I gripped the football, cocked it back, and flung it with an uneasiness towards Eric. The football spun out in a sideways spiral, but arrived at his hands, nonetheless. It’s been a while since I tossed the pigskin, but after a few exchanges the muscle memory kicked back in. Eric and I were tossing the football as well as chatter back and forth on his sprinkled leaf front yard. Nostalgia of our senior football season crept back into the conversation. It’s been six years away from the game.
Yesterday was Eric’s birthday (24) and he’s in a similar situation as I am, unemployed and residing at home–his last birthday at home was junior year in high school. We’re still here, back in our hometowns–I never really left. There was talk of people from our class who were leading happy lives infused with success, marriage, and overall good fortune. This talk casted a somber outlook on our current positions, but I guess we’re just late bloomers.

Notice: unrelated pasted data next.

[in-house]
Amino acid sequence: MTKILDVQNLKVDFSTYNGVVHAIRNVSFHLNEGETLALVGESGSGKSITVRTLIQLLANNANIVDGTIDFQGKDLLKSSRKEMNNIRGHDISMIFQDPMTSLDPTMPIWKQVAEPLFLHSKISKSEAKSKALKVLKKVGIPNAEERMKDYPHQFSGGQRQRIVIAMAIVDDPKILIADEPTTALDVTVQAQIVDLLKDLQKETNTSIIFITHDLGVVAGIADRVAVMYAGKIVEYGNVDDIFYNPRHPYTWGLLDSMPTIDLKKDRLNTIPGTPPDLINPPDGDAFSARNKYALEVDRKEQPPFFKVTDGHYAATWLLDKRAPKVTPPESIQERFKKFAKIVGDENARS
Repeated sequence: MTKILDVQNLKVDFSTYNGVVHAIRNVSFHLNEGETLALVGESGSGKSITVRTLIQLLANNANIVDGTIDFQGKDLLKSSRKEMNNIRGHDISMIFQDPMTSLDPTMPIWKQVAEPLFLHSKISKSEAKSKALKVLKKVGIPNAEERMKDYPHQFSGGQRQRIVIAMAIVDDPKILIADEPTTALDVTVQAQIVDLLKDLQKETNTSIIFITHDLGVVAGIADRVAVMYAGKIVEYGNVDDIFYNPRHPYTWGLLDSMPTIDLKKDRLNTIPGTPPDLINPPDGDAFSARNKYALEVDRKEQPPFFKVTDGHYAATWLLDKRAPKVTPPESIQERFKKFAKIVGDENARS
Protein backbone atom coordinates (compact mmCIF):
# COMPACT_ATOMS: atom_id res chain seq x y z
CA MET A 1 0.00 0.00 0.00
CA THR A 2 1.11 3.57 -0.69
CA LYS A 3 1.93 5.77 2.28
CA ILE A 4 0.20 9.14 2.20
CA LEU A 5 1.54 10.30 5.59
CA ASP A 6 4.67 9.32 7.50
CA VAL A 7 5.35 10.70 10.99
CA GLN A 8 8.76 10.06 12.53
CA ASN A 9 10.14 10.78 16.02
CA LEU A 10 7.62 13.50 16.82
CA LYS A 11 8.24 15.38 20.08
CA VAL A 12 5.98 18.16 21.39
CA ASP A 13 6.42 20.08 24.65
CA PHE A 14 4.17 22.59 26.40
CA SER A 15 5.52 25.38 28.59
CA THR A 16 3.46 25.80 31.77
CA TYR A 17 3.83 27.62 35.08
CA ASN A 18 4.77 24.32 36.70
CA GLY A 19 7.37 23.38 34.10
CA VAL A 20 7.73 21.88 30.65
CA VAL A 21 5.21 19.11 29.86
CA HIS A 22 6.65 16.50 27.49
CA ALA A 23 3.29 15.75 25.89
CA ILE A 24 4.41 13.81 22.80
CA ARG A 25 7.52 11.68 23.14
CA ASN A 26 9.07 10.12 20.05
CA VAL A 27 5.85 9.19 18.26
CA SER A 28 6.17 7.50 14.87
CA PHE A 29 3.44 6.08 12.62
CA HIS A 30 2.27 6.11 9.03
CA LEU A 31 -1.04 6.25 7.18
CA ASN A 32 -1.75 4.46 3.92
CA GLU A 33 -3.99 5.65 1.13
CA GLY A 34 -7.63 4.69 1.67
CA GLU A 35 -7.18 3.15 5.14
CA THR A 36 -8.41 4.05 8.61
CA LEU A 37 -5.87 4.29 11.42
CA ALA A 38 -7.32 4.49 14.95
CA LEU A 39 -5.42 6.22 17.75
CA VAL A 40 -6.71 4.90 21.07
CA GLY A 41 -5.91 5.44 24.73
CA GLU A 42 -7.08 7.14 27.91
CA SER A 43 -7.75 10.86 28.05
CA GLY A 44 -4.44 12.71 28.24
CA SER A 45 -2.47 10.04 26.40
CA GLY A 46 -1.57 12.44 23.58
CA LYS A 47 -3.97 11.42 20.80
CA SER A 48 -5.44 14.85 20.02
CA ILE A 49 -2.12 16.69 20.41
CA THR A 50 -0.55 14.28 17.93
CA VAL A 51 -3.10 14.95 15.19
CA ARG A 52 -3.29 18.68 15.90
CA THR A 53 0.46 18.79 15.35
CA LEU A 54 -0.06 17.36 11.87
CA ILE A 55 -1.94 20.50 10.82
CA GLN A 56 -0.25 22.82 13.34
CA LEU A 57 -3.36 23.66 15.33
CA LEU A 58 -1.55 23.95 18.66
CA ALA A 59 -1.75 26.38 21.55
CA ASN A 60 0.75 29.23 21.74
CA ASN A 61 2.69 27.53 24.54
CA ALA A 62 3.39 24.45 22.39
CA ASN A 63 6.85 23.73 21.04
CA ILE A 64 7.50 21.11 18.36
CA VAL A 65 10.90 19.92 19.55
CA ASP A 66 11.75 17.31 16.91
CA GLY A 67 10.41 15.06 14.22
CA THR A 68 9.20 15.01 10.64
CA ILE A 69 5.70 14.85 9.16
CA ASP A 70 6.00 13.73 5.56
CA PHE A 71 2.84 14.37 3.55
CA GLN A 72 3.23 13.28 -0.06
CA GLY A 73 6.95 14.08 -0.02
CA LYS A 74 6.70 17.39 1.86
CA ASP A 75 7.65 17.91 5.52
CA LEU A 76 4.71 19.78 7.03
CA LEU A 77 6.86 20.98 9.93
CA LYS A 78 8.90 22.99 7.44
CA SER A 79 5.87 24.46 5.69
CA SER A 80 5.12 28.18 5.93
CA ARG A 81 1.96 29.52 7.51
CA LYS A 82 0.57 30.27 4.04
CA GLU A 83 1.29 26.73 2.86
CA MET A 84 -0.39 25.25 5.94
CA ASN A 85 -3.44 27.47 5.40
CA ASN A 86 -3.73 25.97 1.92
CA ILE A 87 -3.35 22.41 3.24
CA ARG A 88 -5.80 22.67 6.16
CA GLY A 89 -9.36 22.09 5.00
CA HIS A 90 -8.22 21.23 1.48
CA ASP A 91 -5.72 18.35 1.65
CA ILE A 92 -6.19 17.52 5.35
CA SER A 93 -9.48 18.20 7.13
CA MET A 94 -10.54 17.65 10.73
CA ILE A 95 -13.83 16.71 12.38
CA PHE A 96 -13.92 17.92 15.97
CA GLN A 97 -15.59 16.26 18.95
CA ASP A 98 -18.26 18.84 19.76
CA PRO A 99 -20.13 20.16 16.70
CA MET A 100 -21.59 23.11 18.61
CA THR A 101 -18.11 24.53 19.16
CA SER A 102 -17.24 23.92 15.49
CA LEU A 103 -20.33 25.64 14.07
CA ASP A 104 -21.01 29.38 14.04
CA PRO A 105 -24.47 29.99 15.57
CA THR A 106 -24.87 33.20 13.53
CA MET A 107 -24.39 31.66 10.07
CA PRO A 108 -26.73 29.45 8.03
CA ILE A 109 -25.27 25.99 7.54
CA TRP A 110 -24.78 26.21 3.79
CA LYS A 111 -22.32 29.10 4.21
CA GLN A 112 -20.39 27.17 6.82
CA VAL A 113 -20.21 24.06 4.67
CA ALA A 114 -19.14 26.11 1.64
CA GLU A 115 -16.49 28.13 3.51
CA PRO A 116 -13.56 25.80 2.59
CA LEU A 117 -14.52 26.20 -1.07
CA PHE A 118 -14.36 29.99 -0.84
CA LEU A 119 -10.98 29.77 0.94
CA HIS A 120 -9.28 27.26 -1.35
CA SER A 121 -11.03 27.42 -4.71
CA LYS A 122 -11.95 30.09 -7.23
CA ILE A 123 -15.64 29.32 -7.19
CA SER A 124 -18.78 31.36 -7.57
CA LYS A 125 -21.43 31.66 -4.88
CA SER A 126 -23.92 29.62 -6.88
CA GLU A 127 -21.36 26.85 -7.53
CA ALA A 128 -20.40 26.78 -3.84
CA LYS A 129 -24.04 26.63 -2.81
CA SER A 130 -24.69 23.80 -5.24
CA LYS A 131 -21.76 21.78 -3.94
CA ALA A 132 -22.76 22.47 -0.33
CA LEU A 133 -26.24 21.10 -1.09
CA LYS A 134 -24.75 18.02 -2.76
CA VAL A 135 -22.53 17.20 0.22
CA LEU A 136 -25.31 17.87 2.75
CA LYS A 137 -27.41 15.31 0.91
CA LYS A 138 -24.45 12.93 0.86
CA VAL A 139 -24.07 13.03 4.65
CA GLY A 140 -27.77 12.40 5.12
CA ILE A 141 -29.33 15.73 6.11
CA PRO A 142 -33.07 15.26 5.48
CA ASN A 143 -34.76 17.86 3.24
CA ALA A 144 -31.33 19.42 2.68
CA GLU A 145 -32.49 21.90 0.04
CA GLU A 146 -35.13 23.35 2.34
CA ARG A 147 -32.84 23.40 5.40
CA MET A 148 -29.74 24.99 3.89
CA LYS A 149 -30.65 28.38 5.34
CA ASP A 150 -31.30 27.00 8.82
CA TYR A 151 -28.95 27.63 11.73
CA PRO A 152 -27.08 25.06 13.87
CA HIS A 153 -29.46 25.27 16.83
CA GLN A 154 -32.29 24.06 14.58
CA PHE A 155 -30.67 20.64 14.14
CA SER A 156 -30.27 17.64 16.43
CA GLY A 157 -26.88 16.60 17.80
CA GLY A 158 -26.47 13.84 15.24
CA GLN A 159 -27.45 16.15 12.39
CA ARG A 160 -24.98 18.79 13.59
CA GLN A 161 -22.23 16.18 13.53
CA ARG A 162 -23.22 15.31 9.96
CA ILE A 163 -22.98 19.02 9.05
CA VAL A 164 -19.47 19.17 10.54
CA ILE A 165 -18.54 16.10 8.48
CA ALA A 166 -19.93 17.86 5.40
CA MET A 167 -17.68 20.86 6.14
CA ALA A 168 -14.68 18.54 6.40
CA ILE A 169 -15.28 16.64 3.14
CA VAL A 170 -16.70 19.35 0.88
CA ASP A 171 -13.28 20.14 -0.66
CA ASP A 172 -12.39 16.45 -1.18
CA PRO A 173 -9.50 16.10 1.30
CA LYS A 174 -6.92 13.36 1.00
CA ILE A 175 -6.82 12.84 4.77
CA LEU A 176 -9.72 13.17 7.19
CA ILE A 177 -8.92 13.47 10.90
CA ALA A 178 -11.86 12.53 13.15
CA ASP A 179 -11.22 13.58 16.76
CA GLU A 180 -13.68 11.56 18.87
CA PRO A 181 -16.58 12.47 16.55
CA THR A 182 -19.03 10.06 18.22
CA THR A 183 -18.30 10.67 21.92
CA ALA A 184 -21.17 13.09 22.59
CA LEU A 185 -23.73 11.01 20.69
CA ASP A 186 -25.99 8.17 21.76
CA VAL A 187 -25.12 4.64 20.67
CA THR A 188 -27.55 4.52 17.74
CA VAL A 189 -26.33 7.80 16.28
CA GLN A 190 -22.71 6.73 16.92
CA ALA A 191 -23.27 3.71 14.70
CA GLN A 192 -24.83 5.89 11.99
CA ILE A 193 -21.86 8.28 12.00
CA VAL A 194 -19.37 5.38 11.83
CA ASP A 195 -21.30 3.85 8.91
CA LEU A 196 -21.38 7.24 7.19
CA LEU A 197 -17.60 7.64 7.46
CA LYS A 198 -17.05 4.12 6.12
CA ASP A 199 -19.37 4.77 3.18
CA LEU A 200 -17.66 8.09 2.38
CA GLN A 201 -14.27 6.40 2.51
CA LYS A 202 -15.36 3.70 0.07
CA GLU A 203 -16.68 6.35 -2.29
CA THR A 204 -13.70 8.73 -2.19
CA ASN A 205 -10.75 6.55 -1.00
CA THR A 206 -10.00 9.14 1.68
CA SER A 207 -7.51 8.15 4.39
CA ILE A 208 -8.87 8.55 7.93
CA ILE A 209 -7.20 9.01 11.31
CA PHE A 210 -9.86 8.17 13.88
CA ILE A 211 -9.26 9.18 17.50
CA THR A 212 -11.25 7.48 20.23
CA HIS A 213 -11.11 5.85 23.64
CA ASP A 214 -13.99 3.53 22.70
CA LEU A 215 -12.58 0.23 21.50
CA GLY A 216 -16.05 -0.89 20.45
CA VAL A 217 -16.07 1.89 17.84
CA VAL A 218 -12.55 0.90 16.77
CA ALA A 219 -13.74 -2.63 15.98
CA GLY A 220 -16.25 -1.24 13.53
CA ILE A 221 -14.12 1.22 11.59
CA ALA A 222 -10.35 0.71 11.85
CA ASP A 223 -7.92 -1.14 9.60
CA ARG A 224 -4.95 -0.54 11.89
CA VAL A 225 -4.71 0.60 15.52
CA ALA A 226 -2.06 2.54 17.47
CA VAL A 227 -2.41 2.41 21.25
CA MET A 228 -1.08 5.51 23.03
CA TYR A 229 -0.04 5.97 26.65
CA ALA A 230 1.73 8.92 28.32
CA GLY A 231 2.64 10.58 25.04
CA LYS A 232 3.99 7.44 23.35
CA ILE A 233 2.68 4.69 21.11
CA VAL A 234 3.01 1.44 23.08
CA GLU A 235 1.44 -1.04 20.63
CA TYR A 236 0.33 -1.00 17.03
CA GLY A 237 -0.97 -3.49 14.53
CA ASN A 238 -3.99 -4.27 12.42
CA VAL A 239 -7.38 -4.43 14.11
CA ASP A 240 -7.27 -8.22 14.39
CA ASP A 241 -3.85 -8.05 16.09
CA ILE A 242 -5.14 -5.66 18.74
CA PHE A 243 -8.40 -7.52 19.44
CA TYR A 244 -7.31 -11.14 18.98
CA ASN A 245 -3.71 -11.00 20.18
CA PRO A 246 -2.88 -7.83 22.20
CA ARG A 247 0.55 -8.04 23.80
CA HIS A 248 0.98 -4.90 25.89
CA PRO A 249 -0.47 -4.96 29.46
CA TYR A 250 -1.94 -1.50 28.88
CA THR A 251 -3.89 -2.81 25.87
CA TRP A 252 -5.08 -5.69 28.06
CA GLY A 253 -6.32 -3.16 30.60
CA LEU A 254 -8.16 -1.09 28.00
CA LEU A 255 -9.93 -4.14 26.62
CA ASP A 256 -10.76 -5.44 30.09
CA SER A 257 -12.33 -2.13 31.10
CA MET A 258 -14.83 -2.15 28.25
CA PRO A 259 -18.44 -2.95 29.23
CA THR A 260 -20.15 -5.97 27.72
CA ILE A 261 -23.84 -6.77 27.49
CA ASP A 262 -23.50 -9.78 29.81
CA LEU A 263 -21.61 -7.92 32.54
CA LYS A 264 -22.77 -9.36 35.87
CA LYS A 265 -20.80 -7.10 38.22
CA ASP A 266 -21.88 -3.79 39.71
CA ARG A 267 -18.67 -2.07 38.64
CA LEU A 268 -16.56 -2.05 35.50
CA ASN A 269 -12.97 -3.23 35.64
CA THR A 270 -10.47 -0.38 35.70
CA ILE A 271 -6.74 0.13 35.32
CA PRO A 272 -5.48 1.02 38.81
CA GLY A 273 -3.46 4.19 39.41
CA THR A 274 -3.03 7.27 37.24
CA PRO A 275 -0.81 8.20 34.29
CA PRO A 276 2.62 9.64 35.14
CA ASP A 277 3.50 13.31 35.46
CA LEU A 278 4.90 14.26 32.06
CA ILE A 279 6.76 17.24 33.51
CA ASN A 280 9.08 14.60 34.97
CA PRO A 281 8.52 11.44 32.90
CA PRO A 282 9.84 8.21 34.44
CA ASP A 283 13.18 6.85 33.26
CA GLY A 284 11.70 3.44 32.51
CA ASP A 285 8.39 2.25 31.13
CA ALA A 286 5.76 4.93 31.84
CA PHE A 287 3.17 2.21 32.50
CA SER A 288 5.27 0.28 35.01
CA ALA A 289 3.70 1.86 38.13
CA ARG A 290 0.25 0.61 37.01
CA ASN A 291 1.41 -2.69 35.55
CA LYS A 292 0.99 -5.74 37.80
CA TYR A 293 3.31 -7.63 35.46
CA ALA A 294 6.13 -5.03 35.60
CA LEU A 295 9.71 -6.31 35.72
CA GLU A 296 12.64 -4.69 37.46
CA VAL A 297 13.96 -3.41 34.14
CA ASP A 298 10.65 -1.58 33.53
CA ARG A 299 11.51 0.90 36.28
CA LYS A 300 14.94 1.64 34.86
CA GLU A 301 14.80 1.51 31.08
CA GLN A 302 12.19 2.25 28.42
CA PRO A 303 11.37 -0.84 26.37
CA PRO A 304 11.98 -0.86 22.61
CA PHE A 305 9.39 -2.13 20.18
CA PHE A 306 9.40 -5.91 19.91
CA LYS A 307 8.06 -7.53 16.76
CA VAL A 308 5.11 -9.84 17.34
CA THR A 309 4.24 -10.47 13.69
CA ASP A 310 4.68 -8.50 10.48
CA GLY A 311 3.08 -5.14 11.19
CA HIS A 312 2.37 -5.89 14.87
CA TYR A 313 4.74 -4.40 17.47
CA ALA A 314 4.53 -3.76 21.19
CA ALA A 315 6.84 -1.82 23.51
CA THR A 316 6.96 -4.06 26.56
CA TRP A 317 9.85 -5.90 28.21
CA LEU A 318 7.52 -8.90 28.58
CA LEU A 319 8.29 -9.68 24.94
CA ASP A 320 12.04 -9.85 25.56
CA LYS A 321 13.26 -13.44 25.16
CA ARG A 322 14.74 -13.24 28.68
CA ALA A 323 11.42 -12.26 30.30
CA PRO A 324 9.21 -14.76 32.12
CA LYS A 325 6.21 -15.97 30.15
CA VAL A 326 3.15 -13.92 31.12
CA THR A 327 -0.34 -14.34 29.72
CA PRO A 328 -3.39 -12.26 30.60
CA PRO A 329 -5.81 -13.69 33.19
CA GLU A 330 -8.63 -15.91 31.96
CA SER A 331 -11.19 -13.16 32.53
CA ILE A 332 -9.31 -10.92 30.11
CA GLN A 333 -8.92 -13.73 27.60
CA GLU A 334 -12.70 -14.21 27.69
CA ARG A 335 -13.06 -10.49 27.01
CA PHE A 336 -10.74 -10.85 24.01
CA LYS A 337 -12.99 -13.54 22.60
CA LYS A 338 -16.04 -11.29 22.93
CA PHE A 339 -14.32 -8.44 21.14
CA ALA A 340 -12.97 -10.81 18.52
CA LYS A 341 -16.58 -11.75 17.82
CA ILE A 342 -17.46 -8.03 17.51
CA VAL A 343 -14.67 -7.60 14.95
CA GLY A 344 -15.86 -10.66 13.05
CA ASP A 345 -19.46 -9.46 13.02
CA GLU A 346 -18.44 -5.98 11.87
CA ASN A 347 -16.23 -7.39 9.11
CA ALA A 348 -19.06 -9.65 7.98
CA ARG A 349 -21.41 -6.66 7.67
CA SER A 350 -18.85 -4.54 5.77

At this point, I can’t really say either of us were euphoric about life. We went on a hike earlier that day and on the way home ate Thai food in a shopping market we use to study at (Starbucks). Last year, around this time, neither of us we’re in great positions–we’re doing better now, though. For some reason, however, fall seems to drift a looming cloud of depression over me. It’s more subtle this year, but I can’t say I’m not aware of it.
We dropped the football and lounged on the grass before dinner and cake would be served. A few yellow and brown crinkled leaves floated down towards us. Soon enough, that entire lawn will be flooded with leaves. The seasons are changing and although our lives seem to be at a halt, life continues steadily. I then slipped my fingers between the black laces of the football and threw it back one more time.